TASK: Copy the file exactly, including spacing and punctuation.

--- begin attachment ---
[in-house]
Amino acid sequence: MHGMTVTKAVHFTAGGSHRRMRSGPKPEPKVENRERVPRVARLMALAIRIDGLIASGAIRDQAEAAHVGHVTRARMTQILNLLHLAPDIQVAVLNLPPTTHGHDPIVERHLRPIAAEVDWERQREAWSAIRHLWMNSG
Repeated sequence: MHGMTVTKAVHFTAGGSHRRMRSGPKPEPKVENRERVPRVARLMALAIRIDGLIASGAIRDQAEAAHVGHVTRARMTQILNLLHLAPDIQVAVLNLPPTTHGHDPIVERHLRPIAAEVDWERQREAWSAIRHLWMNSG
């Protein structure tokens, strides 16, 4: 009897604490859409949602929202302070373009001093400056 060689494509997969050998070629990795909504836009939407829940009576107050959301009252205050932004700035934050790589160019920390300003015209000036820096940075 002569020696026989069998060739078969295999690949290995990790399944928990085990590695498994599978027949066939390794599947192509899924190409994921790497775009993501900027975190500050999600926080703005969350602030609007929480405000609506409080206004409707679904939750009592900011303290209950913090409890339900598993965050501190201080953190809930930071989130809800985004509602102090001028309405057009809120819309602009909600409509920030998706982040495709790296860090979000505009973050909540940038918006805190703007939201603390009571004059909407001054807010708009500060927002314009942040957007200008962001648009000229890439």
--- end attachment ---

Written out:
[in-house]
Amino acid sequence: MHGMTVTKAVHFTAGGSHRRMRSGPKPEPKVENRERVPRVARLMALAIRIDGLIASGAIRDQAEAAHVGHVTRARMTQILNLLHLAPDIQVAVLNLPPTTHGHDPIVERHLRPIAAEVDWERQREAWSAIRHLWMNSG
Repeated sequence: MHGMTVTKAVHFTAGGSHRRMRSGPKPEPKVENRERVPRVARLMALAIRIDGLIASGAIRDQAEAAHVGHVTRARMTQILNLLHLAPDIQVAVLNLPPTTHGHDPIVERHLRPIAAEVDWERQREAWSAIRHLWMNSG
């Protein structure tokens, strides 16, 4: 009897604490859409949602929202302070373009001093400056 060689494509997969050998070629990795909504836009939407829940009576107050959301009252205050932004700035934050790589160019920390300003015209000036820096940075 002569020696026989069998060739078969295999690949290995990790399944928990085990590695498994599978027949066939390794599947192509899924190409994921790497775009993501900027975190500050999600926080703005969350602030609007929480405000609506409080206004409707679904939750009592900011303290209950913090409890339900598993965050501190201080953190809930930071989130809800985004509602102090001028309405057009809120819309602009909600409509920030998706982040495709790296860090979000505009973050909540940038918006805190703007939201603390009571004059909407001054807010708009500060927002314009942040957007200008962001648009000229890439």